The special instance of a case containing two layers of cartons will serve as an illustration. In each layer the cartons are in an ordered array of distinct rows and columns. A row is herein defined as being formed by adjacent cartons in the direction of transport of the case and a column is formed by adjacent cartons normal to the direction of transport.
Due to manual and automatic handling of the filled cases before they pass through the detector and the misorientations that could be responsible for the original omission of cartons, a carton-sized void is highly improbable. For example, the original void resulting from a single missing carton may be partially filled by a shift of cartons within either a column or a row. 'If the shift occurs within a column, the mass cross section (or total weight of material) of that column remains unchanged, but if the void is filled by a shift Within a row (that is, from an adjacent column or columns), the average mass cross section of the column from which the carton is missing, considered as a whole, increases. The smallest deviation from full case mass in any column will occur if a single carton is missing and the remaining cartons with-in the row shift so that the total void space is equally divided between the remaining cartons of the row. In another example a void in one layer may be partially filled by a carton from the same row and column of an adjacent layer.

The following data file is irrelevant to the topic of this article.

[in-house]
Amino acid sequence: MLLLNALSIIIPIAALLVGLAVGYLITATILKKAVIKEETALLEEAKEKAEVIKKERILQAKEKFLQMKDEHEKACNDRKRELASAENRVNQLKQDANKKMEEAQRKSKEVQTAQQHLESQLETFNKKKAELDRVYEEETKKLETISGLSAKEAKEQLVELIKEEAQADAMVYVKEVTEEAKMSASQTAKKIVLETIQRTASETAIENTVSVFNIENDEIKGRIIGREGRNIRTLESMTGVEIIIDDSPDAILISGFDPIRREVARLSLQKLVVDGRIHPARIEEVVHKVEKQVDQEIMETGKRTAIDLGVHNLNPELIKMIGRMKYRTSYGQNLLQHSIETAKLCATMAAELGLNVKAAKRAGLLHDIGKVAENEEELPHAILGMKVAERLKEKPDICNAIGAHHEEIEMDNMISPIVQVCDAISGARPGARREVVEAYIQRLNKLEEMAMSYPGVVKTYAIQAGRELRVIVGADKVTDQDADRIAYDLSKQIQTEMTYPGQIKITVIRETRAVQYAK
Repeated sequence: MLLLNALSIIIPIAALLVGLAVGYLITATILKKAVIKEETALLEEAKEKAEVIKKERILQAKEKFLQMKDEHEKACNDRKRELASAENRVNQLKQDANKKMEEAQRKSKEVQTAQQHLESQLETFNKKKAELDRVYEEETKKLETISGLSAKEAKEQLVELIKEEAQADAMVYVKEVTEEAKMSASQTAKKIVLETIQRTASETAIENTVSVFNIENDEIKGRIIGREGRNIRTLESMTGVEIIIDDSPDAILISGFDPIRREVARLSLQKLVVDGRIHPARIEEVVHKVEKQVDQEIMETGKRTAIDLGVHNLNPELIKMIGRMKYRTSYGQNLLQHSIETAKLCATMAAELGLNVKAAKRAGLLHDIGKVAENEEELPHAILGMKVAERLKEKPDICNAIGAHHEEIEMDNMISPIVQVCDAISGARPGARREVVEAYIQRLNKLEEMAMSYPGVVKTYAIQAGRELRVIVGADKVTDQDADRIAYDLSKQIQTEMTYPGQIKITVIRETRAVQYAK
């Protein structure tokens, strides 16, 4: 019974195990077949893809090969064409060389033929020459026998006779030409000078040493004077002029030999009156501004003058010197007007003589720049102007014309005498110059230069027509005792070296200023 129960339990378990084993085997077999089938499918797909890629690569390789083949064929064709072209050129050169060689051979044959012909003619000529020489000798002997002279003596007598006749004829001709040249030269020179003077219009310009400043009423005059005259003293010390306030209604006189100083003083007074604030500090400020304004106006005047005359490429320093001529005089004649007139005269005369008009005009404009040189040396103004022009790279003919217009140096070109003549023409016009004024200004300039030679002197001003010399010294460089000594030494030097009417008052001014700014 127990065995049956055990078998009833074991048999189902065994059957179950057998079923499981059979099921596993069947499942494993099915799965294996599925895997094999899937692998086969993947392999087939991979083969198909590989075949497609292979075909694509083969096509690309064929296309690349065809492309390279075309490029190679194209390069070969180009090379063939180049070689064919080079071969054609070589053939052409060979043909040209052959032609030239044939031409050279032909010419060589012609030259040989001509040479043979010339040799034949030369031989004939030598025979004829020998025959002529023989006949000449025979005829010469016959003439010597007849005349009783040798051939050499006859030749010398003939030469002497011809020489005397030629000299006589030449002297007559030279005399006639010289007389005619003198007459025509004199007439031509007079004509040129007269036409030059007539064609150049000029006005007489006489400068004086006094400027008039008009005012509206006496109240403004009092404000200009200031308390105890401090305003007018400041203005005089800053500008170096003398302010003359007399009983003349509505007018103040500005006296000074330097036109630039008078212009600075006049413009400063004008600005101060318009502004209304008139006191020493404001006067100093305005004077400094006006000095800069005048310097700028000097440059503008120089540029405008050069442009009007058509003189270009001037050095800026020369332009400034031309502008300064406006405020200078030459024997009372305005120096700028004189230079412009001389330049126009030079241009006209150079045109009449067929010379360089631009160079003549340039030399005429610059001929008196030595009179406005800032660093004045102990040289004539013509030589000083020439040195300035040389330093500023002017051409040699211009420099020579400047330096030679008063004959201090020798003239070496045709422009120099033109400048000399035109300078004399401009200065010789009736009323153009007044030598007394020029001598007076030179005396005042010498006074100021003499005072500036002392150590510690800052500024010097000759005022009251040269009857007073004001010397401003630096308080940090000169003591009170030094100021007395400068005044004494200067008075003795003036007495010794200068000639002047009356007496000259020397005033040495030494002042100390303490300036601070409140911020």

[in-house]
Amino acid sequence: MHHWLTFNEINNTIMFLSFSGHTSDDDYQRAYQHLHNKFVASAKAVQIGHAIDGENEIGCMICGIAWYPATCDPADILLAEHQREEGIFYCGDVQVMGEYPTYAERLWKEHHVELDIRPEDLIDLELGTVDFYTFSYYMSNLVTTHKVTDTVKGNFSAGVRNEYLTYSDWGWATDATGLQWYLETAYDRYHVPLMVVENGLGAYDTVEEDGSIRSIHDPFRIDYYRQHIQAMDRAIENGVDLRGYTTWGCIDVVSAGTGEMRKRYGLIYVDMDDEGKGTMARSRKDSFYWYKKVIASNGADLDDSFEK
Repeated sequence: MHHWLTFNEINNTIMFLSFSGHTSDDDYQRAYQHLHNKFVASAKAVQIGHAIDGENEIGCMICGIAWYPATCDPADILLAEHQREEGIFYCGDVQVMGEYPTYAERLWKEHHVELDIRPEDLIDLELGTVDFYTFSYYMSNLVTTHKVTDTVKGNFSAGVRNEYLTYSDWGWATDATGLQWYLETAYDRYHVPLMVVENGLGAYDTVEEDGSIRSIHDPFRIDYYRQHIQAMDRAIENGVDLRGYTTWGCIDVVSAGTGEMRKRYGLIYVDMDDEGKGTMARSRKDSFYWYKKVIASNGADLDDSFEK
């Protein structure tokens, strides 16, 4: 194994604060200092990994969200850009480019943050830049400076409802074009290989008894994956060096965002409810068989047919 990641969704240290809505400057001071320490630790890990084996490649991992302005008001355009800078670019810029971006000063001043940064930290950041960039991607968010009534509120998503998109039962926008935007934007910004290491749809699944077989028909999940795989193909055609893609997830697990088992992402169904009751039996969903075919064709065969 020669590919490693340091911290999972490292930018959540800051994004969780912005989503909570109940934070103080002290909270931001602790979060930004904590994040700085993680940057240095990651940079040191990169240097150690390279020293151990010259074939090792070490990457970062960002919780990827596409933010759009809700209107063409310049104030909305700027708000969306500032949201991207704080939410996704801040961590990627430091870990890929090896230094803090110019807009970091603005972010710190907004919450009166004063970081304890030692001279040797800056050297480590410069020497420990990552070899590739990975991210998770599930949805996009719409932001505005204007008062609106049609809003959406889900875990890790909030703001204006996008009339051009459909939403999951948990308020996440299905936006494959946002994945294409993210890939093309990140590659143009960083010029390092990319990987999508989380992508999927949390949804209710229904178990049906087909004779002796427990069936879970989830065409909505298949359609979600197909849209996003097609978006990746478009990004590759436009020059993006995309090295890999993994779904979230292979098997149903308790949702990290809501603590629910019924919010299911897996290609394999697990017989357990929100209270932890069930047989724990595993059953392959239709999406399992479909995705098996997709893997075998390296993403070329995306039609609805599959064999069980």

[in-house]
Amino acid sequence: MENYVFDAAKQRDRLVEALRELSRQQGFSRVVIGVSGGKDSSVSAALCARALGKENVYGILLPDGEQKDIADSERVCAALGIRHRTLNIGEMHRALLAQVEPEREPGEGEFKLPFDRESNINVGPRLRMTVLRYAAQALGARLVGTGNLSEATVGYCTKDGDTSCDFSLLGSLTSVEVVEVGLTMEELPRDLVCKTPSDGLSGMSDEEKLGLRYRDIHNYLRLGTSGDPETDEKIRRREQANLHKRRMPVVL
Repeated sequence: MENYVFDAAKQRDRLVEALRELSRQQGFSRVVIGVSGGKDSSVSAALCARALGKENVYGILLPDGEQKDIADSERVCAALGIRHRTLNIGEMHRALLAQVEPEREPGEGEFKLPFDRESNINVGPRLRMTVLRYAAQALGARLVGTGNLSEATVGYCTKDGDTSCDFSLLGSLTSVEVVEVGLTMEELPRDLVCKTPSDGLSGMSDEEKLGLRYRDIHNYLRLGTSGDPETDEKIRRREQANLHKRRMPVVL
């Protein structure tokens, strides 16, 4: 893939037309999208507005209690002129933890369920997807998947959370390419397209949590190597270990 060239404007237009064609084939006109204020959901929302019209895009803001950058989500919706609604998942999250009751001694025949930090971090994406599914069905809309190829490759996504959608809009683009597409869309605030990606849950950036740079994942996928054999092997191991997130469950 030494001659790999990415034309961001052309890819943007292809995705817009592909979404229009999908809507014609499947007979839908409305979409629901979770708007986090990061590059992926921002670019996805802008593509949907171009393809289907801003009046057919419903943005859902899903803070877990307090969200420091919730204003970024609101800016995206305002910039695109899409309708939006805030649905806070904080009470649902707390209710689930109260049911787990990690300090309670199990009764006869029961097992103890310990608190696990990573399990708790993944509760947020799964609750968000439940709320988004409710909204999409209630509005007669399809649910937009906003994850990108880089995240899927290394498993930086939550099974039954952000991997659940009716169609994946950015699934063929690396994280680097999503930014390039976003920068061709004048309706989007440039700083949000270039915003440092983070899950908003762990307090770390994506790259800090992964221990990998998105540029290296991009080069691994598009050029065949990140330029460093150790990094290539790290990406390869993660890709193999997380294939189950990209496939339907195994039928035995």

Contemplation of the geometric considerations in volved will quickly show that the observed mass cross section through any portion of a case Will be a function of the size of the measured area (cross-sectional area of path of observation) and of the carton arrangement. If the measured area is small enough, a void equivalent to the mass of the missing cartons will be observed regardless of the carton orientations. For example, in a S-row pack, this is a change of approximately 20% in mass cross section, and for a 6-row pack it is a change of approximately 16%. These changes provide adequate differentiation from probable variations in the mass of packing materials. Thus, the geometric configuration and circuit arrangement of a missing carton detector must be such as to detect the voids due to a missing carton(s) regardless of how the void space is distributed, while at the same time providing differentiation from changes in mass cross section due to other causes.
The present invention teaches a solution to the above requirements by the use of a number of highly collimated nuclear radiation sources and detectors, each with an individual measuring circuit. A number of alternate solutions based on larger measured areas, fewer sources and ganged detectors to reduce the number of measuring circuits are also shown.
It is accordingly an object of the present invention to provide a new and improved detection system.